The Senate majority leader has sought to bridge the divide between his most and least conservative members by giving the former a major concession and the latter trivial consolation prizes, along with a vague promise that they’ll get their way in the future.
The updated Republican health care bill now includes a provision, spearheaded by Senator Ted Cruz, that would allow insurance companies to sell essentially unregulated health plans, creating a death spiral in the market for regulated plans that cover care for sick people. On the other side of the divide, the Republican senators that wanted the bill to be more fiscally generous get zero extra dollars for premium subsidies and zero extra dollars for Medicaid. McConnell has instead plussed up funds to stabilize markets and backstop plans that cover sick people. Insurance company money, in other words.
Given everything that wavering senators like Nevada’s Dean Heller said about the original draft of the bill—that it was unsupportable unless McConnell dialed back the Medicaid cuts—they should continue to oppose the revised version. McConnell’s final pitch to them, according to The Washington Post, is that the “bill’s deepest Medicaid cuts are far into the future, and they’ll never go into effect anyway.”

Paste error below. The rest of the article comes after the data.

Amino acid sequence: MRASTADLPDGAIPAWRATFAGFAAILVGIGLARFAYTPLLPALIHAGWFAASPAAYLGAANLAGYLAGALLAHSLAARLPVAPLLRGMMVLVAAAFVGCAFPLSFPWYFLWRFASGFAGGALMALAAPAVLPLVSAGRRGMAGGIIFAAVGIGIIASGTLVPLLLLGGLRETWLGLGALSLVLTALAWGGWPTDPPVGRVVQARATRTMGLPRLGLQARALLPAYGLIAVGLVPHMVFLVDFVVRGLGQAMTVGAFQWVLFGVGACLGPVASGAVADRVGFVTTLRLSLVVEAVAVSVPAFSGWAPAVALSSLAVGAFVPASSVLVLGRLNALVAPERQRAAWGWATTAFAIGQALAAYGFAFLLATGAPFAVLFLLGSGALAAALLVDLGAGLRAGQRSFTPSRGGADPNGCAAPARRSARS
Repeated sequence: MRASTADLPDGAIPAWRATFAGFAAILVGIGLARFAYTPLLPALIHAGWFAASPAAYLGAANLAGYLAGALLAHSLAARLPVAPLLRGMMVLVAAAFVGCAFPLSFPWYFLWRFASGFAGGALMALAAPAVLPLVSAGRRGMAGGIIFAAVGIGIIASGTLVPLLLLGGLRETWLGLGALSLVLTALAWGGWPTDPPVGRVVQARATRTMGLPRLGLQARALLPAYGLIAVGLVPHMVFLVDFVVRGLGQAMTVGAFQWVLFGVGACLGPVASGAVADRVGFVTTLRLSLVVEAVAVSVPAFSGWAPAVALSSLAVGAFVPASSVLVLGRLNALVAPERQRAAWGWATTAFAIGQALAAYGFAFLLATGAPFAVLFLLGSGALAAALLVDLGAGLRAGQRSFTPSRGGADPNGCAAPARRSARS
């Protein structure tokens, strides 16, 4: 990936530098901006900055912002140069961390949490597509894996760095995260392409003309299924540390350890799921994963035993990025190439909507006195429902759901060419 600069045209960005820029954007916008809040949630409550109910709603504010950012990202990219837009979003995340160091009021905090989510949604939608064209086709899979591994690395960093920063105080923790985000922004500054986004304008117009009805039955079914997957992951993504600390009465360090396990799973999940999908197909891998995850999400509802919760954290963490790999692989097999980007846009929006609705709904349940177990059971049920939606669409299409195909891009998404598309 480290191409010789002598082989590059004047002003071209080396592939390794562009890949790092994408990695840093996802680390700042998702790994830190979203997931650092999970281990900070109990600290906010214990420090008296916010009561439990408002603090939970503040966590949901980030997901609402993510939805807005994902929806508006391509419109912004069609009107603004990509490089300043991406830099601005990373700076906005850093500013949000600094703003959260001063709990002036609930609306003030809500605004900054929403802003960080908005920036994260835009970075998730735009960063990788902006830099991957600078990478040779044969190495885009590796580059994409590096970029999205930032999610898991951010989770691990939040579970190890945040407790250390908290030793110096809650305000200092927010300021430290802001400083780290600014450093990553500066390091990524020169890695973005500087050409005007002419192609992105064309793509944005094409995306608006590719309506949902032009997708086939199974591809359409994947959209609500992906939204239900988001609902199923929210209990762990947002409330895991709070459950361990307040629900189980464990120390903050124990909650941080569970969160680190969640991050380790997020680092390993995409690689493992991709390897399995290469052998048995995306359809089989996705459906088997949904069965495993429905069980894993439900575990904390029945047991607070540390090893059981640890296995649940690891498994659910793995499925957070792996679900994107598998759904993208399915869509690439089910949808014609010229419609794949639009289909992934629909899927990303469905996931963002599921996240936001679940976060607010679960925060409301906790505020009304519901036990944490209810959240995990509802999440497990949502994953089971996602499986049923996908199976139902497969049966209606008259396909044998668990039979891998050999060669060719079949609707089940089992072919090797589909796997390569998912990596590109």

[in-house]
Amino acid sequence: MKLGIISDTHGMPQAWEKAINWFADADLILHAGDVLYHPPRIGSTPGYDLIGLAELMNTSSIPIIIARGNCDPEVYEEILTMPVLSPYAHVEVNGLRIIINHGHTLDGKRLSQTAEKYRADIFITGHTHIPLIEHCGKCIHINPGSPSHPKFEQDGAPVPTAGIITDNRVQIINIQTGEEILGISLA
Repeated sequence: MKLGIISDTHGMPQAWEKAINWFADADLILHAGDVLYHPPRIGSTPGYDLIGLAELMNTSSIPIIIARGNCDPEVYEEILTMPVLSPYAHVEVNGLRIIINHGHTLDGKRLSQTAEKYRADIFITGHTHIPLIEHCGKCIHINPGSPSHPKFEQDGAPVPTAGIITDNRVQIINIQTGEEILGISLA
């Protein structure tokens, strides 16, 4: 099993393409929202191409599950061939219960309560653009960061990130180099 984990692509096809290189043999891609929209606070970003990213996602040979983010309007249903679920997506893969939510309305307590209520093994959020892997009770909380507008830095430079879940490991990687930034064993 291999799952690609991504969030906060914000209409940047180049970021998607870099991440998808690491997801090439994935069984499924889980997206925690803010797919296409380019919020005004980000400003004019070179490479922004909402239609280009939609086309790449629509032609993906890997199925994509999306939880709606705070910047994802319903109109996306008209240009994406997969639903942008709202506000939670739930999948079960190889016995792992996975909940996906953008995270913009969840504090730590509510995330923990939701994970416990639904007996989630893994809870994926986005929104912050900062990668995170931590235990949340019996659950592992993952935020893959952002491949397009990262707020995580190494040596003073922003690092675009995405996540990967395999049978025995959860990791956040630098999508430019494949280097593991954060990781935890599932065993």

The cynicism here is breathtaking. Any senator who flips to yes on the basis of this promise is taking all the risks with their constituents’ lives that they claimed to oppose, and insulting those constituents’ intelligence on top of it. As we’ve seen in recent years with budget sequestration, Congress doesn’t automatically undo scheduled spending cuts when deadlines come due. The proposition is that the most vulnerable citizens should take a flyer on the hope that the least honest governing party in memory will take another vote at some point in the future to spare them, after voting to sacrifice them in the here and now.